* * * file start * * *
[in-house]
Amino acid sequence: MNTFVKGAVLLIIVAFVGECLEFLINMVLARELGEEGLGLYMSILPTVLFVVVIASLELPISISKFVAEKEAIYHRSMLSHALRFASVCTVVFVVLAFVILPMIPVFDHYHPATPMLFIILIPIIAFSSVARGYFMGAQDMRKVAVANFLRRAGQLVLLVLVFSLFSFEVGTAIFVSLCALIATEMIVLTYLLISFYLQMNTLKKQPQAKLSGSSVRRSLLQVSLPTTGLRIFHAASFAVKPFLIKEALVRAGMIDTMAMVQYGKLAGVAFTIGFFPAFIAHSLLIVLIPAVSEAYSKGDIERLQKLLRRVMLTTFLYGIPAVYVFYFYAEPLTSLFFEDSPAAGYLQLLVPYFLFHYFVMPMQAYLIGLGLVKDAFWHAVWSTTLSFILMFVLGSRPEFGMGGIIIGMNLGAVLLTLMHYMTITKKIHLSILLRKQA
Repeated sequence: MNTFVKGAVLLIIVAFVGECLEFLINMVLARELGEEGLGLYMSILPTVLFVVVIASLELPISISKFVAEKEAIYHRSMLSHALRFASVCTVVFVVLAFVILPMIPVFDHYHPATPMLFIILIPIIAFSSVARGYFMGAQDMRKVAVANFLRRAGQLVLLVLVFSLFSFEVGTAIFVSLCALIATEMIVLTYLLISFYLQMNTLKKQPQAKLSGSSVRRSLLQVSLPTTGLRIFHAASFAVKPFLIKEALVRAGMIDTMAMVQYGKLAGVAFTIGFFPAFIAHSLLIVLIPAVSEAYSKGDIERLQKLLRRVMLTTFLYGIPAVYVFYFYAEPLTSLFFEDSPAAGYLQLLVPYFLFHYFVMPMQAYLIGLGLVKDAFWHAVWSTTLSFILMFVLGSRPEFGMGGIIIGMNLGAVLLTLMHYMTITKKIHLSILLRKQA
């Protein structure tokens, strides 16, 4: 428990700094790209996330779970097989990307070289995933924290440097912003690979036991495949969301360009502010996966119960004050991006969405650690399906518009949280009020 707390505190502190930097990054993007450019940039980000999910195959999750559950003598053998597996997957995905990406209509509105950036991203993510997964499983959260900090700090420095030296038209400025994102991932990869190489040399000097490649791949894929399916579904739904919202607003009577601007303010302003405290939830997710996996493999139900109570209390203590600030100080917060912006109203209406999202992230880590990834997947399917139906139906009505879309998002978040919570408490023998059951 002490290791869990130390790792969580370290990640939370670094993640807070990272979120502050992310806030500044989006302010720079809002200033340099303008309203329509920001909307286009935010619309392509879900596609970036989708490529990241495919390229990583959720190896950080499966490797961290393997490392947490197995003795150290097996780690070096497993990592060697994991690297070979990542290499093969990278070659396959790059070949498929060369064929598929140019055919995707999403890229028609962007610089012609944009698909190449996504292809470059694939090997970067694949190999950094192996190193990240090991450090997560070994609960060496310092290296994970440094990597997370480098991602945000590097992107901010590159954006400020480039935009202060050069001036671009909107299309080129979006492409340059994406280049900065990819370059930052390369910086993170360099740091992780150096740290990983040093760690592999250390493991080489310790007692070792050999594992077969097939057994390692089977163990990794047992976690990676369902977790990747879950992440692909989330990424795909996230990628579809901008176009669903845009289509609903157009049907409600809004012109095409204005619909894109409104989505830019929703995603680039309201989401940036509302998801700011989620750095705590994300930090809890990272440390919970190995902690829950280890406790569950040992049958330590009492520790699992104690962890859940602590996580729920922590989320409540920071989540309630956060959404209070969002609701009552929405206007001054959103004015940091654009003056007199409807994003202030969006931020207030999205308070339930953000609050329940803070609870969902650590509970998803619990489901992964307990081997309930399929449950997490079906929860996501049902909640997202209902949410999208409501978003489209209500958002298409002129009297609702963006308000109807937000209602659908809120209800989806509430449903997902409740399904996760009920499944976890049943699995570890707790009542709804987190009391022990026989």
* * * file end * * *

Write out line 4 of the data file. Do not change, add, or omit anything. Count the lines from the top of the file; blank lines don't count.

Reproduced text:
């Protein structure tokens, strides 16, 4: 428990700094790209996330779970097989990307070289995933924290440097912003690979036991495949969301360009502010996966119960004050991006969405650690399906518009949280009020 707390505190502190930097990054993007450019940039980000999910195959999750559950003598053998597996997957995905990406209509509105950036991203993510997964499983959260900090700090420095030296038209400025994102991932990869190489040399000097490649791949894929399916579904739904919202607003009577601007303010302003405290939830997710996996493999139900109570209390203590600030100080917060912006109203209406999202992230880590990834997947399917139906139906009505879309998002978040919570408490023998059951 002490290791869990130390790792969580370290990640939370670094993640807070990272979120502050992310806030500044989006302010720079809002200033340099303008309203329509920001909307286009935010619309392509879900596609970036989708490529990241495919390229990583959720190896950080499966490797961290393997490392947490197995003795150290097996780690070096497993990592060697994991690297070979990542290499093969990278070659396959790059070949498929060369064929598929140019055919995707999403890229028609962007610089012609944009698909190449996504292809470059694939090997970067694949190999950094192996190193990240090991450090997560070994609960060496310092290296994970440094990597997370480098991602945000590097992107901010590159954006400020480039935009202060050069001036671009909107299309080129979006492409340059994406280049900065990819370059930052390369910086993170360099740091992780150096740290990983040093760690592999250390493991080489310790007692070792050999594992077969097939057994390692089977163990990794047992976690990676369902977790990747879950992440692909989330990424795909996230990628579809901008176009669903845009289509609903157009049907409600809004012109095409204005619909894109409104989505830019929703995603680039309201989401940036509302998801700011989620750095705590994300930090809890990272440390919970190995902690829950280890406790569950040992049958330590009492520790699992104690962890859940602590996580729920922590989320409540920071989540309630956060959404209070969002609701009552929405206007001054959103004015940091654009003056007199409807994003202030969006931020207030999205308070339930953000609050329940803070609870969902650590509970998803619990489901992964307990081997309930399929449950997490079906929860996501049902909640997202209902949410999208409501978003489209209500958002298409002129009297609702963006308000109807937000209602659908809120209800989806509430449903997902409740399904996760009920499944976890049943699995570890707790009542709804987190009391022990026989």